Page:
Written by Cam McAlpine, APR.
When West Kelowna Fire Chief Jason Brolund stepped up to the microphone to provide an update on the McDougall Creek wildfire on Aug. 18, 2023, there were tears in his eyes and a tremor in his voice.
It was the first of about a dozen daily news briefings Brolund would give in the wake of the fire, a natural disaster that would ultimately claim over 300 structures and impact the lives of tens of thousands of residents of the idyllic Okanagan Valley in British Columbia.
“It was a devastating night last night,” Brolund began. “Probably one of the toughest of my career. It was one of the most challenging nights of firefighting in our history. Somebody described it to me last night in the heat of the battle as, it was like 100 years of firefighting all at once.”
Any leader who has been through a significant crisis will tell you the greatest challenge and the most important focus of an organization in crisis should be on the health, safety and well-being of people, property and community. But they will also tell you that it is also critically important to communicate about the crisis to ensure people impacted have the information they need.
Beyond the daily heroics of the firefighters who saved literally hundreds of homes from the McDougall Creek fire, it was fascinating, as a communications professional, to watch Brolund in his daily news briefings provide a master class in effective emergency communications. Part of me thought, the next time I teach crisis communications, I’ll probably just hit play on Brolund’s news briefings.
Here is what we learned from Jason Brolund about the six key ingredients to effectively communicating under fire.
1. Provide as much information as you are able as soon as you are able.
Focus on essential information. Keep it short, simple and understandable. Don’t sugarcoat. Share what you know when you know it. Give people as much information as possible, including what to expect in the future.
There was a significant number of structures that were lost last night, and we’re going to do our best to improve that, and take it from ‘significant’ to a number that means more to people. We’re also going to do our best to get people back to their homes. But that’s not going to happen quickly, either of those things. My people are strong, we’re going to be here for the long run. We’re going to prepare for it to be worse, and we ask the public to do the same.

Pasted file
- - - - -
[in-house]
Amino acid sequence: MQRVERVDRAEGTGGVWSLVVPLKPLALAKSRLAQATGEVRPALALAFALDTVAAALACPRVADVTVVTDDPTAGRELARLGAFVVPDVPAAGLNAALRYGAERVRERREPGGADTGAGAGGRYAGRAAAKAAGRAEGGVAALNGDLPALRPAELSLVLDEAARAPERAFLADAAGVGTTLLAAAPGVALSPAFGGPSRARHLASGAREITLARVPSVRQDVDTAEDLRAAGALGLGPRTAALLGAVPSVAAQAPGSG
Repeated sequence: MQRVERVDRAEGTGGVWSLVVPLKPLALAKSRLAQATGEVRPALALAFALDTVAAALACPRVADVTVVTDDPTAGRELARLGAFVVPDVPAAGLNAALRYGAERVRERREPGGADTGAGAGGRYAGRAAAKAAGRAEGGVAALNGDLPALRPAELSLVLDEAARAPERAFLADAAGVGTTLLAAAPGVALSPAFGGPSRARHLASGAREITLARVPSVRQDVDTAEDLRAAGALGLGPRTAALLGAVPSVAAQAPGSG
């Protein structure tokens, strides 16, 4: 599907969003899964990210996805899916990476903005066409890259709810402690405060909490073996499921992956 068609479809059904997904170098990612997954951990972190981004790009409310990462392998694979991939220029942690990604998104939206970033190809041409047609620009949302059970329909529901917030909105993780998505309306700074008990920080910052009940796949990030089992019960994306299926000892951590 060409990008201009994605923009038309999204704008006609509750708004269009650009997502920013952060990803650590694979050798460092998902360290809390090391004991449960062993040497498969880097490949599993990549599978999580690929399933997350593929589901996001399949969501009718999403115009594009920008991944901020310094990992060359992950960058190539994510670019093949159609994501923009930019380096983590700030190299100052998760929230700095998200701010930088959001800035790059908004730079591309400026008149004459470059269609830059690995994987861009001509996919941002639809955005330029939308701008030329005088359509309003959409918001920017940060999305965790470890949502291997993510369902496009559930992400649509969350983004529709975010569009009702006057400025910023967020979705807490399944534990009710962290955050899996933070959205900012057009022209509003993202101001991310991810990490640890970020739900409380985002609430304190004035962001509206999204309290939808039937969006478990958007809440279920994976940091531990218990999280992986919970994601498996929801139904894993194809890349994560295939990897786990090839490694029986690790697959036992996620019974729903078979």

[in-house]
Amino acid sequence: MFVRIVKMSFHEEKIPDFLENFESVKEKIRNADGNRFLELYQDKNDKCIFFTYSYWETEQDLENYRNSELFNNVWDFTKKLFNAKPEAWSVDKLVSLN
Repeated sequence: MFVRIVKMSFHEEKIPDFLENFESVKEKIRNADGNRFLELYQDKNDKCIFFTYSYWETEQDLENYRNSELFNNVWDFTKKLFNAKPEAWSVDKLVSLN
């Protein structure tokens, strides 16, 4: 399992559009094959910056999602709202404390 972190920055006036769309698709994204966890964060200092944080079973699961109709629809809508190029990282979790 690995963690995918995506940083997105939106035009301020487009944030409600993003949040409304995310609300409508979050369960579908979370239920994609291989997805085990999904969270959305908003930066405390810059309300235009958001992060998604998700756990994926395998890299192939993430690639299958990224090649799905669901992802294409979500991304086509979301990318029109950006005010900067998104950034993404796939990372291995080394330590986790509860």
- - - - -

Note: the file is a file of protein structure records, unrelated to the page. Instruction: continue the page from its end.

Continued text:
2. Paint a picture.
Help your audience understand the gravity of the situation using all five senses. You need to communicate critical information. You may need to convince your audience to do something that they disagree with. They need to understand the why, and trust that you have their best interests at heart. The only way you can achieve that is to make them pay attention, and to bring them into the fire with you.
Last night I joined my men and women on the ground at about 2 a.m. and we undertook one of the biggest firefights I’ve ever been a part of. Night turned to day because of the orange glow of the clouds from the fire. The firefighters who fought that fire held that ground, they saved homes too numerous to list and I’m incredibly proud of the work that was done.
3. Be honest and transparent – even when you don’t know the answer.
While you may not have all the information – or even very much at all – don’t ever lie, dissemble, or avoid. Straightforward communication that acknowledges gaps in information, but commits to filling those gaps as new information becomes available, builds trust and credibility. Conversely, being dishonest will damage your credibility and your ability to connect with your audiences.
We knew that it was going to be bad. This is what we planned for and what we practised for, but it was exponentially worse than we had expected. We may have another scary night tonight. People are going to see that glow again and it’s going to look worse than you ever expected. But know that we’re there.
4. Be human.
Accept that a crisis brings an emotional response – in you and in your stakeholders. Don’t be afraid to show emotion. It builds trust and a connection between you and the audience.
This is who your fire department is. We live here. I employ a group of incredible professionals who are problem solvers, who love to be at work… who never fail to surprise me every day.
5. Demonstrate empathy.
In addition to expressing your own vulnerability, acknowledge the vulnerability in others. Your audience will be feeling a broad range of emotions, and possibly experiencing physical and psychological impacts. Make a connection with them. Let them know you understand and, more importantly, that you care and can empathize.
I’m still out of my house, as is my family. I’m feeling the same things you guys are. I’m running out of underwear, too, folks. I get it.
6. Say please. And thank you.
You’re going to be asking people to do things for you. To trust you. To have patience. Maybe even to leave their homes. Your mom was right: you’ll catch more flies with honey than with vinegar. Try asking instead of telling. And express gratitude.
It leads me to want to thank the public for their outpouring of support. It really is the fuel that keeps us all going. Being able to read your comments and the cards that you’ve dropped off and see the signs outside the fire hall is what fuels my men and women as well as all of the men and women who are involved.
On a lighter note, I do want to say, I’m doing fine for underwear.